Environment and climate-related news, activities and ideas in support of a greener world.
What could possibly be so urgent and life-threatening to drive leaders of people from a small and barely reachable island off the coast of Mindoro to leave their homes and travel 285 kilometers by land and sea over the period of five days just to reach Metro Manila? On November 27, a day before the biggest climate justice march in the country, they have reach the Presidential Palace.
Join Don't Expand UW Primate Testing and Chattahoochee Earth First-- be a part of a National Day of Action against Skanska USA on December 8th with a protest at their Atlanta office!
Skanska USA is planning to build a new animal lab for the University of Washington and has office locations all over the U.S. -- so this day of action is a chance to show them that people all over the country are telling them to cut their contract with the UW and NOT build a new animal lab. This campaign is a rare opportunity to stop the torture of thousands of animals in a lab before the facility is even built, so we must all work together to tell Skanska USA that there will be NO NEW ANIMAL LAB!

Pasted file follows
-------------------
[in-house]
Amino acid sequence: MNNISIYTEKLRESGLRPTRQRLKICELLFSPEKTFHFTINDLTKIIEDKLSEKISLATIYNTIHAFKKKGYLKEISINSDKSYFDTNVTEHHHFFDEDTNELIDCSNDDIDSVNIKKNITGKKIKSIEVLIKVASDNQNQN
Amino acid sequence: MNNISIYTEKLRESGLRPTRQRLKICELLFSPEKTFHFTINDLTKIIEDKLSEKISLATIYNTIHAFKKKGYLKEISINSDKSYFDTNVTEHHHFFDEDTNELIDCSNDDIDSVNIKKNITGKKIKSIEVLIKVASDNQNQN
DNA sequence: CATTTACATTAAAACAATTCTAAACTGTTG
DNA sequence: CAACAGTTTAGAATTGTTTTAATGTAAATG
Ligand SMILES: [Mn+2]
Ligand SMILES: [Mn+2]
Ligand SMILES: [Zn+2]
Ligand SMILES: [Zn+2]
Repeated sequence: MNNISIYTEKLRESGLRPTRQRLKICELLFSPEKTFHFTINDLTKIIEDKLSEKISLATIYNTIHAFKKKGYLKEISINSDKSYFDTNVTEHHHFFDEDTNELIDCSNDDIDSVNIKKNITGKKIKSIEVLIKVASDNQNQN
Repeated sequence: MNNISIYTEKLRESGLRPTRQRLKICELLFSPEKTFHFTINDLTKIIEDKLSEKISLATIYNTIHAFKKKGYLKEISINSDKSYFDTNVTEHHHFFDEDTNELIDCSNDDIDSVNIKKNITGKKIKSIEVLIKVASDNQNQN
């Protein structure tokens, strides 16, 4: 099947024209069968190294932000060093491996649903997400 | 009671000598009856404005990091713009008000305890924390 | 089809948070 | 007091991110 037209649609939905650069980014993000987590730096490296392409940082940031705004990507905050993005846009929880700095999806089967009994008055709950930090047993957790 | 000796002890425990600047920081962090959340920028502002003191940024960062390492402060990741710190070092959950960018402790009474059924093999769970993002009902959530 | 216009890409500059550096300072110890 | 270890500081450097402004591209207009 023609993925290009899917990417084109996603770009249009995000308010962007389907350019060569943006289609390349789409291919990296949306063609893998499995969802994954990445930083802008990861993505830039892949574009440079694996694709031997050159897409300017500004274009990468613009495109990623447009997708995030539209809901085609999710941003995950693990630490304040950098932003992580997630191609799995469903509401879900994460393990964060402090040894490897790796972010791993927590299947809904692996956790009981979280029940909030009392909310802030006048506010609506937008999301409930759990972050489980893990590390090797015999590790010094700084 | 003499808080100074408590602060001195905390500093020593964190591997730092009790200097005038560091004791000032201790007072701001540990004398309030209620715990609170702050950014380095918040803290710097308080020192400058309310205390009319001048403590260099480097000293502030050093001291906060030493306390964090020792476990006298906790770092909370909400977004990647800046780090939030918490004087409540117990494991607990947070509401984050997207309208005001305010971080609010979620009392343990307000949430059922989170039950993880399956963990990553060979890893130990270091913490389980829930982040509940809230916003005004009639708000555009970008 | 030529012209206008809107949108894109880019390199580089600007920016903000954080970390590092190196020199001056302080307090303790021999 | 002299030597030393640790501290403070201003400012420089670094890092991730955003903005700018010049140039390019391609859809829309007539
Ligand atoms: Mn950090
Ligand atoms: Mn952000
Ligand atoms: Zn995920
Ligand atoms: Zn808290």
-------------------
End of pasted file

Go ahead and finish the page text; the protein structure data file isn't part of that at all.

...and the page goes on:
President Benigno Aquino, a known smoker, signed the law that will require the scary warning label to cover 50% of the bottom of cigarette packs, front and back. Tens of thousands of people die each year from tobacco-related diseases in the Philippines.
Nearly a decade in the making, Akbayan (Citizens Action Party) lawmaker lauds signing into law of Graphic Health Warnings on tobacco products
In one of the most significant steps forward in raising public health consciousness about the hazards of tobacco products, Akbayan Rep. Barry Gutierrez today lauded the signing of the proposed legislation requiring cigarette manufacturers and importers to print picture-based images of the ill-effects and hazards of tobacco use in the packages of their products.
Officially known as Republic Act No. 10643, the Graphic Health Warning Law was signed into law by President Benigno Aquino III last Friday, July 18.
Please repost far and wide.
Are explosive Bakken crude oil trains coming through your town? / Actions you can take now!